Blog Tour: The Ice Swimmer by Kjell Ola Dahl

Today, I’m pleased to be hosting a stop on the blog tour for The Ice Swimmer by Kjell Ola Dahl, published by Orenda Books and translated by Don Bartlett.


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The Oslo Detectives are back in another slice of gripping, dark Nordic Noir, and their new colleague has more at stake than she’s prepared to reveal…

When a dead man is lifted from the freezing waters of Oslo Harbour just before Christmas, Detective Lena Stigersand’s stressful life suddenly becomes even more complicated. Not only is she dealing with a cancer scare, a stalker and an untrustworthy boyfriend, but it seems both a politician and Norway’s security services might be involved in the murder.

With her trusted colleagues, Gunnarstranda and Frølich, at her side, Lena digs deep into the case and finds that it not only goes to the heart of the Norwegian establishment, but it might be rather to close to her personal life for comfort.

What I Say:

Dark, atmospheric and full of tense emotion.

Poor Lena, she’s dealing with a recent health scare which she is unable to put out of her mind and a struggling with new boyfriend, journalist Steffen Gjerstad who she suspects has tipped off her colleagues and misled her. Who can Lena truly trust? All this while trying to discover who the dead man is and why he had been murdered. Could it be for political purposes? Or financial reasons? Or is it something more sinister behind the murder?

I loved this detective story, it has everything you need – a sinister web of lies, treachery, superb characters and a twisty mystery.

I did feel really sorry for Lena as much as she tried she seemed to be blocked at every opportunity as she tried to unravel the mystery, but at least she had her colleagues Gunnarstrada and Frolich to help her. I loved their chemistry together and made them all not only likeable but made the story feel very realistic.

This is the first novel in the Oslo detectives series I have read but even so, I felt it could be read as a stand-alone as I was still able to follow previous events. Kjell Ola Dahl has been described as the godfather of Nordic Noir and I can see why. This is definitely a must read.

This is a dark, emotive and twisty mystery which has been tightly woven, full of surprises and lovable characters – such a fab treat for fans of Nordic Noir!

About the Author:


One of the godfathers of the Nordic Noir genre, Kjell Ola Dahl was born in 1958 in Gjøvik. He made his debut in 1993, and has since published eleven novels, the most prominent of which is a series of police procedurals cum psychological thrillers featuring investigators Gunnarstranda and Frølich. In 2000 he won the Riverton Prize for The Last Fix and he won both the prestigious Brage and Riverton Prizes for The Courier in 2015. His work has been published in 14 countries and sold over two million copies. He lives in Oslo.


The Ice Swimmer is out on Ebook now but will be released in paperback on 30th April 2018. It be ordered from Amazon here. Or preordered from Waterstones here.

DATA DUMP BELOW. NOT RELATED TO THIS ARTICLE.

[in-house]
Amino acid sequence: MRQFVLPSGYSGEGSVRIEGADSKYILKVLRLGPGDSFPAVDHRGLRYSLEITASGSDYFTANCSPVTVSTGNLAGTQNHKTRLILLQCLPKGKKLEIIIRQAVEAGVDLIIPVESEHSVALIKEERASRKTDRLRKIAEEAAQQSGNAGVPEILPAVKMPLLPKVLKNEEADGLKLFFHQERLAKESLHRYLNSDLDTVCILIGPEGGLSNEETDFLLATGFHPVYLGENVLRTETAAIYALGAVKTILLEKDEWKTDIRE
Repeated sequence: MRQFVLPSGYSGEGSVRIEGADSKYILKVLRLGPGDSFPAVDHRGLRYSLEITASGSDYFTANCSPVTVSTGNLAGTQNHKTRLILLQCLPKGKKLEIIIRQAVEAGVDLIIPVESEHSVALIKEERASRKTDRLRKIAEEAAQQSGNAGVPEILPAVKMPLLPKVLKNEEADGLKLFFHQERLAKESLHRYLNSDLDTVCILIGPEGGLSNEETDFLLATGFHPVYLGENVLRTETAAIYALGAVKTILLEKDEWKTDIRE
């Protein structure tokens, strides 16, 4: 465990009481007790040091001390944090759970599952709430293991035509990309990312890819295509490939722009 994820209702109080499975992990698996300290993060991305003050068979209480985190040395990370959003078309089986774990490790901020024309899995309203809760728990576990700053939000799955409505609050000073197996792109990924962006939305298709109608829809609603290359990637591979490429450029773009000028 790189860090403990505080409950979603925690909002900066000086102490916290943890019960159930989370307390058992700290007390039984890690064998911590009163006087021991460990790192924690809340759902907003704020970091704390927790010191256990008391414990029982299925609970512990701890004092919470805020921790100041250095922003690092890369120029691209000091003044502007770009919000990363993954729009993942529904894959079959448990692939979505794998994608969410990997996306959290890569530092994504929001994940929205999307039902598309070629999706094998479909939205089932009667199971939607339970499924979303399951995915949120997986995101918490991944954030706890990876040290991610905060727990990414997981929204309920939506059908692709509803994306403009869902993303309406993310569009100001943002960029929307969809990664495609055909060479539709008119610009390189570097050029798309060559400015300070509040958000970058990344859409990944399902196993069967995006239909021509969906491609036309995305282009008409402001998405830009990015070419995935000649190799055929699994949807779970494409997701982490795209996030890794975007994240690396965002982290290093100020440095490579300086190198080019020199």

Big thanks to Anne Cater and Karen Sullivan for allowing me to be a part of this tour.

Don’t forget to check out all the other stops on this fab blog tour!

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Blog Tour Character Q&A: My Little Eye by Stephanie Marland

Today,  I’m super pleased to be hosting a stop on the blog tour for My Little Eye by Stephanie Marland, who also writes under her name Steph Broadribb and blogs as Crime Thriller Girl. My Little Eye is published by Trapeze and is the first in the Starke and Bell series.

For my stop I have managed to interview Clementine Starke, one of the main protagonist from the novel – and I can tell you she wasn’t very easy to pin down.

But before the interview, here’s the blurb for My Little Eye:

A young woman is found dead in her bedroom surrounded by rose petals – the latest victim of ‘The Lover’. Struggling under the weight of an internal investigation, DI Dominic Bell is no closer to discovering the identity of the killer and time is running out.

As the murders escalate, Clementine Starke joins an online true crime group determined to take justice in their own hands – to catch the killer before the police. Hiding a dark secret, she takes greater risks to find new evidence and infiltrate the group.

As Starke and Bell get closer to cracking the case neither of them realise they’re being watched. The killer is closer to them than they think, and he has his next victim – Clementine – firmly in his sights.

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Over to the Interview:

Location: Clerkenwell.

Interviewer: Rachel Emms, (RE), Reporter for CKT

Interviewee: Clementine Starke, (CS), PHD Researcher

RE: Thanks for meeting with me Clementine, I really appreciate it. Clementine just nodded her head. Might as well just dive in then. What made you want to study online true crime fanatic groups?